Streamlining the bento making process: Preparation and washing up

As you read about making bento, you might wonder how this is all possible to do in the busy morning. It is possible, since millions of Japanese people do it every day - and no, not all of them are stay-at-home mothers (and who is busier and more time-constrained more than a mom anyway?) Practice makes perfect, so the more you make bento the faster you get. But a little bit of preparation and forethought goes a long way towards streamlining your bento making. continue reading...

How to: Make Salted Salmon (shiozake)

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Salted salmon, called shiozake or shiojake (塩鮭), is so ubiquitous in Japan that when people just talk about “salmon” (sake or shake) they are usually referring to the salted kind rather than the raw kind (which is specifically called namazake(生鮭)). Salted salmon is a staple ingredient of bento, used as an onigiri rice ball filling, flaked on top of or mixed into rice, or just grilled.

shiozake_cooked.jpgSalted salmon is cheap and easily available in Japan, but not so outside of Japan. So I’ve been making it myself for some time now, and it’s quite easy. All you need is a typical refrigerator that has low humidity. (If yours doesn’t have excess condensation in it, and old leafy vegetables get dessicated in the corner of your vegetable bin, then it’s ideal.) continue reading...

The keys to bento calorie control: the box, the rice and the salt content

In Selecting the right bento box, I talked about how important it was to select the right size of box, especially if you are using bento lunches as a tool to lose weight. The other critical factor is to control the amount of rice you put into the box, if you are making Japanese style bentos. continue reading...

How bento calories are calculated on Just Bento

Each complete bento presented on Just Bento has a calorie count. This is derived from the following information:

  • Official nutritional information labels on packaged foods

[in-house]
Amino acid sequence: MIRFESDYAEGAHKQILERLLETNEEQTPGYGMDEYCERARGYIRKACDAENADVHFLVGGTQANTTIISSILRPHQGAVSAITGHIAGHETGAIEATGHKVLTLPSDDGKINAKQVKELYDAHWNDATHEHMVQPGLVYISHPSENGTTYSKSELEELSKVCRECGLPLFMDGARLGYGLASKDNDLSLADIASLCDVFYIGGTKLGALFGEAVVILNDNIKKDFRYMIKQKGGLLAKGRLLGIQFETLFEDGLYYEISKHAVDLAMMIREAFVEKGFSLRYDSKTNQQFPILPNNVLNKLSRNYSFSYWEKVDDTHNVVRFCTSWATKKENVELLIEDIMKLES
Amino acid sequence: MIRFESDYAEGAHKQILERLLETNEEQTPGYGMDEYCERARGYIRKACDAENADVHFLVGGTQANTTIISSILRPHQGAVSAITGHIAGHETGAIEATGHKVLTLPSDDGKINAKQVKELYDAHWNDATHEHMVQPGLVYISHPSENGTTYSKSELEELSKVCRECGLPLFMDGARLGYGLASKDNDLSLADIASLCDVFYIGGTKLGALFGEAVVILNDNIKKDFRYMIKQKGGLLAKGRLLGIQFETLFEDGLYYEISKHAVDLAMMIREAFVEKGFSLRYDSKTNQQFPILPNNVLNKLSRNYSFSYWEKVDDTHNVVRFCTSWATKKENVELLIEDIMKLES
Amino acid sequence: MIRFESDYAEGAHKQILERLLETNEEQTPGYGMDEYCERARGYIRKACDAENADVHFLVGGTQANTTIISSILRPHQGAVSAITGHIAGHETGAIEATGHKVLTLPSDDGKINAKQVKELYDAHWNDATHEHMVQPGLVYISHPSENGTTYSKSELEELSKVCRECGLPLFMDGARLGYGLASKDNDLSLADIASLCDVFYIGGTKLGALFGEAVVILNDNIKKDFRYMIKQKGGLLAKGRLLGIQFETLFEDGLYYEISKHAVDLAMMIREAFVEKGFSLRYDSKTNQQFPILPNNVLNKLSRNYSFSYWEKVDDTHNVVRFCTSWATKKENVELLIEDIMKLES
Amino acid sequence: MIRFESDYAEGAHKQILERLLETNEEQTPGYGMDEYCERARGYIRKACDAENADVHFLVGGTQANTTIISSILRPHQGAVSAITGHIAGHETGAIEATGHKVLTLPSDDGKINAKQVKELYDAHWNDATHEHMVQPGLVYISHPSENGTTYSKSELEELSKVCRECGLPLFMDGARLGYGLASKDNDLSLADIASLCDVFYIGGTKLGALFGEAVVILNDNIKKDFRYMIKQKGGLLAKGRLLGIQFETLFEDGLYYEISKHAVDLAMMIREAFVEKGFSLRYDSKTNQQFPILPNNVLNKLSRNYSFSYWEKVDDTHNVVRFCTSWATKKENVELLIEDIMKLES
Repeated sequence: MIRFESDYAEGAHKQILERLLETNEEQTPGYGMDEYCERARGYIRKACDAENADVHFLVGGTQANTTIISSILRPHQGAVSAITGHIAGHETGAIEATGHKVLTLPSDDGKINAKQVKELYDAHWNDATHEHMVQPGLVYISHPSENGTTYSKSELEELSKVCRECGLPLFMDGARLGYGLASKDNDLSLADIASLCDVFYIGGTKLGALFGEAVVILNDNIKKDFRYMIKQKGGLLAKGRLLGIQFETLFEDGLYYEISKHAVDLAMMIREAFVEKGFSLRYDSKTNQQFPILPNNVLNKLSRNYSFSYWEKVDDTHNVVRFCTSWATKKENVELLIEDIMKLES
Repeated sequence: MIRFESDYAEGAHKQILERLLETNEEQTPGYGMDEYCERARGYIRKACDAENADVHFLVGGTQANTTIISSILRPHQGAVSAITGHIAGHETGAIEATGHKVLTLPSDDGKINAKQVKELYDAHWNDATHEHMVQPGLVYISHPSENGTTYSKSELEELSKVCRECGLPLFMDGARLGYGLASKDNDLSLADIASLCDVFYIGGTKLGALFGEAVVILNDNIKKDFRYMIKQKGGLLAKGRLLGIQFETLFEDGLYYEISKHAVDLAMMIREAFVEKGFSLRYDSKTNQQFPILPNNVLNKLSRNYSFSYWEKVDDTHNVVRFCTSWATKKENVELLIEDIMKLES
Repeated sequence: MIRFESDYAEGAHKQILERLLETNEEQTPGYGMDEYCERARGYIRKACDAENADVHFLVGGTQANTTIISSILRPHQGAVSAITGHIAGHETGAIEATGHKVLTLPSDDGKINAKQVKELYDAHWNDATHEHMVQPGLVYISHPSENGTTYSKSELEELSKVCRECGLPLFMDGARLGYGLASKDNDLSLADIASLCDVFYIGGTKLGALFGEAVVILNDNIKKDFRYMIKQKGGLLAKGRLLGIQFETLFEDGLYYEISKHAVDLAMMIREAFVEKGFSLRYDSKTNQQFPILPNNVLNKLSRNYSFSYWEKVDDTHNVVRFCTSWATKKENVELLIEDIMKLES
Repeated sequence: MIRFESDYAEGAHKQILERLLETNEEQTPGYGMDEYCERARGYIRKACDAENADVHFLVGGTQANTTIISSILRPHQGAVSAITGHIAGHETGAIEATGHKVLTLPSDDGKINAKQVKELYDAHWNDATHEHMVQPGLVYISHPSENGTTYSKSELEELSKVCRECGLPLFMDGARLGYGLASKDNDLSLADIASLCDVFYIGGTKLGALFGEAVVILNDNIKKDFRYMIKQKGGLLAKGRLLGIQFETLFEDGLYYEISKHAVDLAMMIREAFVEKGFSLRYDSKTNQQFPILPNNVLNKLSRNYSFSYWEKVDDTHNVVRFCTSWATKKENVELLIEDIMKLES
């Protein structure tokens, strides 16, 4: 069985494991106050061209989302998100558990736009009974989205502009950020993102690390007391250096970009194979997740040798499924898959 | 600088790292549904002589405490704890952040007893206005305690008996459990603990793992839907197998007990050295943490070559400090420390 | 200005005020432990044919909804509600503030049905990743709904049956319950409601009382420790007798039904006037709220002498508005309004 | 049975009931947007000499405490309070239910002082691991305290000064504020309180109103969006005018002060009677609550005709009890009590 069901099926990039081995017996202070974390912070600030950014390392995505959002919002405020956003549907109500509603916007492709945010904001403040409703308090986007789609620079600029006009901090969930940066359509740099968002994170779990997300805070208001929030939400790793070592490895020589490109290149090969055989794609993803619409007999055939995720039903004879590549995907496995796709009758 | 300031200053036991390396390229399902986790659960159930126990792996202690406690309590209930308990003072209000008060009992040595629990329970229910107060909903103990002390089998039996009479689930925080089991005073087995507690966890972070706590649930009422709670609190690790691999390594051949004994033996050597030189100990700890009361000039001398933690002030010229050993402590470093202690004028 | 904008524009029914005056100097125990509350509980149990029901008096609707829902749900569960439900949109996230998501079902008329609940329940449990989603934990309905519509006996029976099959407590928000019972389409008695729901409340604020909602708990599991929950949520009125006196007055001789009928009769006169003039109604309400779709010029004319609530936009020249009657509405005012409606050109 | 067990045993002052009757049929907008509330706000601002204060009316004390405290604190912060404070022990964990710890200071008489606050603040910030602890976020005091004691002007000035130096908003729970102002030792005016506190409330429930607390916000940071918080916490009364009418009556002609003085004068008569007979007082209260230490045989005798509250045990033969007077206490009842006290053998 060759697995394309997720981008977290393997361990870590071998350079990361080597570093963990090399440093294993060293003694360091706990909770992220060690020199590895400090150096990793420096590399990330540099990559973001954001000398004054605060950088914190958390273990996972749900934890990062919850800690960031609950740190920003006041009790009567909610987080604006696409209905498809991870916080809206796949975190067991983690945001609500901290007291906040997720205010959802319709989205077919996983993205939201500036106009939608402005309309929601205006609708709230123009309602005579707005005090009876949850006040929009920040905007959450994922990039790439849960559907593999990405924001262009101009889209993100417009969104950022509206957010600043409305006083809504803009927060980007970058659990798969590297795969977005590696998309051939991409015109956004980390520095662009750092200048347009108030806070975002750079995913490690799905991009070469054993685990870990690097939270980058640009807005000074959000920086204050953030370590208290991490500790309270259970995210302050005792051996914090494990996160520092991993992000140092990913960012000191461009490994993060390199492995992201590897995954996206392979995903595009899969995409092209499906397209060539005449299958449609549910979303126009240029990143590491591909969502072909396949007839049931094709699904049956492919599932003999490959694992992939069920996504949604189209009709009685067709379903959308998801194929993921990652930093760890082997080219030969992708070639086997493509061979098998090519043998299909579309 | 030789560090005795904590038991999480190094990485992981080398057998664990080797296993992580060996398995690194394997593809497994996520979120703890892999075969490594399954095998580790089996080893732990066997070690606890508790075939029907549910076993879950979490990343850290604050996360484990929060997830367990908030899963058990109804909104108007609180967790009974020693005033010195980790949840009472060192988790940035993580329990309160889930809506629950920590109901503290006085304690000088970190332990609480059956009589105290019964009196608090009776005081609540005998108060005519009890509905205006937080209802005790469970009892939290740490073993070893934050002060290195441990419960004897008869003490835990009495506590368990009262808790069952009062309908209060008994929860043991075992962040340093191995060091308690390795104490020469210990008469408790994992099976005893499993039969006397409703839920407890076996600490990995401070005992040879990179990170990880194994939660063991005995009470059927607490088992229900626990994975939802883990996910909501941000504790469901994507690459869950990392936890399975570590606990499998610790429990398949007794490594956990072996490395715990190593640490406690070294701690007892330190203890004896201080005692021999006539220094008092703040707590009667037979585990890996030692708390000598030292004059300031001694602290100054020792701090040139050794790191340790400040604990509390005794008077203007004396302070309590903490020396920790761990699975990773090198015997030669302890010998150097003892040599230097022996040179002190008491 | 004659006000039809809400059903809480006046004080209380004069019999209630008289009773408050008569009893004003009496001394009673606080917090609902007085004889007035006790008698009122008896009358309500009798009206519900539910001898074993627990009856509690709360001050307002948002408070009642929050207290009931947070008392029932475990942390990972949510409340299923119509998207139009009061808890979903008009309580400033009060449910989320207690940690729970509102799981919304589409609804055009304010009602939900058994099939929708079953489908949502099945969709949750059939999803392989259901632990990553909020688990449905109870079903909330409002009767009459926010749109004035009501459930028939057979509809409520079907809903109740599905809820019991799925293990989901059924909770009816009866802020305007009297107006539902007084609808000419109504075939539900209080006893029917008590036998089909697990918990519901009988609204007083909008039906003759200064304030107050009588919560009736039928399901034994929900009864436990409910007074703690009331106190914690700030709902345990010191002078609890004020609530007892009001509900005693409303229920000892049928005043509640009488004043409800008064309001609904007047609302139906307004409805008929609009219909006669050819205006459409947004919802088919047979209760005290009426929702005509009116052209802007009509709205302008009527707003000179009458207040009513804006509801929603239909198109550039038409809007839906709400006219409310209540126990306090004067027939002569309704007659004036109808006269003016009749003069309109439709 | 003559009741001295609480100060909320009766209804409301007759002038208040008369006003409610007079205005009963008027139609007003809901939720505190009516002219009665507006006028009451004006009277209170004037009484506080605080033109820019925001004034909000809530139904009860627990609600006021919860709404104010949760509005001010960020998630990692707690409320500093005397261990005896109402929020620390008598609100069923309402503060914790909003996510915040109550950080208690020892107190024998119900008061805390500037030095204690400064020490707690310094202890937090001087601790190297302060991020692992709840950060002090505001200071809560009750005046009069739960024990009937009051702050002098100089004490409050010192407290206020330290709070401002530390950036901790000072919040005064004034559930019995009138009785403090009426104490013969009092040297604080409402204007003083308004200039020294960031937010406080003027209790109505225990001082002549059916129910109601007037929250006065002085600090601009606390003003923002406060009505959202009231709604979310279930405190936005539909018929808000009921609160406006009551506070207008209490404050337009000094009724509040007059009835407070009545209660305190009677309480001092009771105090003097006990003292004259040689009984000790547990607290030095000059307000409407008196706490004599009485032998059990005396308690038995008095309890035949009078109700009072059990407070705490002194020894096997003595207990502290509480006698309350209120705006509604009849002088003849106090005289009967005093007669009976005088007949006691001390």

• Online nutrition information databases, such as the ones at Calorie Lab and CalorieKing
  • English language nutritional databases often have inaccurate or misleading information about Japanese foods, so I rely on the official food nutrient database (五訂食品標準成分表) which is published by the Ministry of Education, Culture, Sports, Science and Technology and is the standard nutrition information text for dieticianss and other food professionals in Japan. (There are several consumer-friendly versions of this very useful publication available in Japanese. I use one with lots of cute pictures.)

Keep in mind that all calorie counts are approximate, since portion sizes may vary.

Most of the complete bentos (the numbered ones) are around 500 to 600 calories or lower. They can easily be made bigger or smaller just by increasing the volume of each component. (I frequently show larger “Guy” variations.)

Cup measures and weight and such

The capacity of “1 cup” varies from country to country, in a maddening way. In the U.S. it’s about 240ml (236.588238 ml); in Japan it’s 200ml; in the UK it’s 436ml. I use 240ml (standard U.S. cup measure) as an approximimate middle ground, especially for rice. If you are very concerned about every single calorie, it’s best to invest in a good kitchen scale.

Bento no. 2: Chicken and vegetable donburi-style bento

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Bento Contents:

  • Brown rice (1 cup, 220 calories)
  • Chicken and vegetable stir-fry (250 calories)
  • Glazed baby carrots (50 calories)

Total calories (approx.): 520 calories (how calories are calculated)

Time needed: 15-20 minutes

Type: Japanese continue reading...

Johbisai or Joubisai: Building up a bento making 'stash'

Anyone who does any kind of art or craft work is familiar with the concept of a stash. A knitter for example has a stash of different kinds of yarn. This really helps to get the creative juices flowing. In bento making terms, the equivalent of a stash is joubisai (or johbisai) (常備菜). Literally this means ‘always available food’. They are stored foods that can be kept for a while, which can be pulled out and used on short notice, and enrich and streamline the bento making process. continue reading...

How bento lunches helped me lose 30+ lbs (so far)

When I got married to a Swiss guy more than a decade or so ago, one of his friends in Germany sent him a letter congratulating him for ‘catching a beautiful Asian gazelle’. The Swiss guy told me this while rolling on the floor laughing, where I kicked him hard. Ah, the point is not that I’m a spouse abuser, but that I’m nowhere near being gracefully gazelle-like. Going against the stereotype of the skinny Asian chick, I’ve always been on the round and cute side rather than sylph like.

This has bothered me of course off and on over the years, but I’ve never been good at sticking to any kind of diet. I just love to eat tasty food too much, and I also love to cook. This is where bento lunches come in. continue reading...

Bento no. 1: A basic bento in 20 minutes

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Bento contents:

  • Brown rice (1 cup, 220 calories)
  • Atsuage tofu (deep fried tofu) with green onions and oyster sauce (250 calories)
  • Quail egg (30 calories)
  • Blanched carrots and green beans (40 calories)
  • Black sesame seeds (5 calories)

Total calories (approx): 545 calories (how calories are calculated)

Time needed: 20 minutes

Type: Japanese continue reading...